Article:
This characteristic of the development of rights at law within Australia I find troubling. In addition, in light of the new threat paradigm facing Australia and her legislators, I see the potential for increased conflict and uncertainty arising from the legitimate need to curb certain freedoms to uphold the right to security, being tested in courts, at the mercy of judicial interpretation and application of implied constitutional rights and common law precedent. This is a situation that cannot, and should not, continue.

In an environment in which the executive is required to explore the interplay of individual rights against the need to provide collective security, surely there is a role to also explore the reverse. Some Australians are uncomfortable with the executive's stronger pursuit of collective security at the expensive of individual freedom, even in the face of more calculated and malicious terrorist attacks. Other Australians place a higher emphasis on the need for collective security over individual freedom and are not necessarily concerned with a possible erosion of Western democratic principles of individual supremacy. Our personal views will, of course, reflect our respective weighting of these two competing demands. It is my contention that both viewpoints can be suitably comforted through the introduction of a statutory bill of rights in Australia.

This Australian parliament should be the principal tool of the will of the Australian people to legislate the individual-collective balance. A statutory bill of rights, at a time when the executive must tread more heavily in areas of individual rights, will provide the necessary counterbalance of providing and ensuring collectively that the individual remains the focus of a liberal democracy.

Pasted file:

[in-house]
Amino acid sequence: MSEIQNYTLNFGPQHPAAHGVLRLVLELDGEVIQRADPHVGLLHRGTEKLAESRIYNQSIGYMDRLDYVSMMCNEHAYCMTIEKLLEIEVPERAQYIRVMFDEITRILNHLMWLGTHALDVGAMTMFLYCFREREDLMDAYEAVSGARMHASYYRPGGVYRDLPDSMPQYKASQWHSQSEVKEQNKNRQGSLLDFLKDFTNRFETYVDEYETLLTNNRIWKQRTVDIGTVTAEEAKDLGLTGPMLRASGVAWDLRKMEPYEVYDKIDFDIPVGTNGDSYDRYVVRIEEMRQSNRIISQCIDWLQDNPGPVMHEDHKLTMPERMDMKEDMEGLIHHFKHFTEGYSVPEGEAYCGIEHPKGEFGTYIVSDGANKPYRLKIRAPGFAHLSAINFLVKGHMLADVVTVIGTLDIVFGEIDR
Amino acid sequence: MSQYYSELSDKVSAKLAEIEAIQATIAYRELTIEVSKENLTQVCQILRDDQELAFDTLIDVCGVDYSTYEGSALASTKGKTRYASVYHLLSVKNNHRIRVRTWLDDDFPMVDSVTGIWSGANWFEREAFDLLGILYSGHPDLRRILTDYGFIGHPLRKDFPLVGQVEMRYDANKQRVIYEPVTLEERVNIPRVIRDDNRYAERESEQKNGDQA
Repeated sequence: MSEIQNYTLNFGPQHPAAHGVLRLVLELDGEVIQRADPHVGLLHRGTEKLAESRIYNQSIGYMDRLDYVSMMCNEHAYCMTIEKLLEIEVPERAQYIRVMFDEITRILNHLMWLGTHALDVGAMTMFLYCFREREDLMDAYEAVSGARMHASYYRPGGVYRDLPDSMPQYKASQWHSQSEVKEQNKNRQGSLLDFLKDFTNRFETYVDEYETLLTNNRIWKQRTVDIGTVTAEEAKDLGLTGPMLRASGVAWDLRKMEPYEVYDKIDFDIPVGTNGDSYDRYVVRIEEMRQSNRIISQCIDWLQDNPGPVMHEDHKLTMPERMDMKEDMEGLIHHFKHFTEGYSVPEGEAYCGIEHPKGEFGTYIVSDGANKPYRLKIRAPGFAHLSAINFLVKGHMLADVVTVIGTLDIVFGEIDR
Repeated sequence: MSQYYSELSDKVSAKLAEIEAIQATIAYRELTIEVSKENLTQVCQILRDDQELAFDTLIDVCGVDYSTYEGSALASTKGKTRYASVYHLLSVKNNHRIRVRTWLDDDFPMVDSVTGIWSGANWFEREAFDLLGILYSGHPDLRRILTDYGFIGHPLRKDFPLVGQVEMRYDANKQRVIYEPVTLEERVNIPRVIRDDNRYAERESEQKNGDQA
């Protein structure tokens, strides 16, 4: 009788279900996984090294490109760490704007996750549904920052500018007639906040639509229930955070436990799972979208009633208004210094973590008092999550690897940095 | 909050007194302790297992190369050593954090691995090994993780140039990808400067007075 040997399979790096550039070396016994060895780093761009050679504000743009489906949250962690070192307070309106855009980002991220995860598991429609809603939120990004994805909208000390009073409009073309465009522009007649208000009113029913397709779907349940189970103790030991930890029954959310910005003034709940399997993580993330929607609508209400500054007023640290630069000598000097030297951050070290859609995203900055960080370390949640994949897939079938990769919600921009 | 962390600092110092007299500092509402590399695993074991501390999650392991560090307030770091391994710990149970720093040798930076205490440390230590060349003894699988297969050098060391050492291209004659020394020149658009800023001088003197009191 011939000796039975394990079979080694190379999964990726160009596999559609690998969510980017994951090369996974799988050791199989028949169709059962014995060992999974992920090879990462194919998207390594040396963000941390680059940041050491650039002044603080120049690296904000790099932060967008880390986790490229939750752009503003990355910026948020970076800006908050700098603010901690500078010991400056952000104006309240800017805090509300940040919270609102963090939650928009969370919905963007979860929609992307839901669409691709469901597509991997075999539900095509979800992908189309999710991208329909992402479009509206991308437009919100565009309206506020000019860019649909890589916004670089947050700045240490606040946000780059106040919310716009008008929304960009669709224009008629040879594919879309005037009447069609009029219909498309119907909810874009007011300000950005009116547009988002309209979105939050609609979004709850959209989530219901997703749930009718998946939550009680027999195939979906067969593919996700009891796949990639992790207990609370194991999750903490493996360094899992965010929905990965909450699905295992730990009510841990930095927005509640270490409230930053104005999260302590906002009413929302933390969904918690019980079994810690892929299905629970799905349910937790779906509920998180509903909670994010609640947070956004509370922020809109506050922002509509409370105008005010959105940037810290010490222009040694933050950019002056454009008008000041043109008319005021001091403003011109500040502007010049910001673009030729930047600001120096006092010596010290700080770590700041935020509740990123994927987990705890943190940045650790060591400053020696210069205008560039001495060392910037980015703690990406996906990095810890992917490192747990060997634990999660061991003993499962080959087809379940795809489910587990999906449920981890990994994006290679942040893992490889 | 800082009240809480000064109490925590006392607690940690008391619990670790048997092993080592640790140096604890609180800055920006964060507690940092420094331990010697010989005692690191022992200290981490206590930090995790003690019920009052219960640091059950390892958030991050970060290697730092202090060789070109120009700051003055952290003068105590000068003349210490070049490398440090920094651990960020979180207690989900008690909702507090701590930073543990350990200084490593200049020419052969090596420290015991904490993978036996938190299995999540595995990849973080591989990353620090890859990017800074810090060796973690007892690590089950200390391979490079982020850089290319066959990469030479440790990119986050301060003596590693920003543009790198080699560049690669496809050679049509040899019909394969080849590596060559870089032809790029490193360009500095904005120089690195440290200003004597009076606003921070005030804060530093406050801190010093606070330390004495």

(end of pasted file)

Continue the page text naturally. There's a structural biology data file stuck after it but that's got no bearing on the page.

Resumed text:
Currently, individual rights, because of their common law origin and their limited role and enunciation in the Australian Constitution, are subject to an activist court. A statutory bill of rights would provide greater clarity because it would be formulated by parliamentarians who are accountable to the Australian people. There should be very little scope for the Australian people to have those individual rights, the very keystone of Western liberal democracies, being subject to interpretation and judicial activism by those who are largely unaccountable and unknown--let alone the processes, which many Australians find completely mystifying.

The benefit of a statutory bill of rights will ensure that legislation will operate at the will of the parliament. As the composition of the parliament changes, so too perhaps is there scope for legislation pertaining to the bill of rights act to also change. I would propose that a court would not be able to strike down legislation that may sit in conflict with the bill of rights act. This is a crucial and fundamental keystone that underlies why it should be a statutory bill of rights rather than a bill of rights that perhaps most Australians associate with--that is, the United States Bill of Rights.

A statutory bill of rights will simply sit together with other pieces of legislation for courts to examine and to assess new legislation in comparison with. That legislation that might sit in conflict with a statutory bill of rights would simply have the court issuing, for example, a statement of incompatibility with the bill of rights act. Such a statement of incompatibility would seek to draw the attention of the media, of the opposition as well as of the Australian people to the operation of the new laws. The executive, of course, would then be required to outline the reason why such legislation is necessary or indeed to defend that legislation in the face of a statement of incompatibility by the High Court. A statutory bill of rights is necessary and important.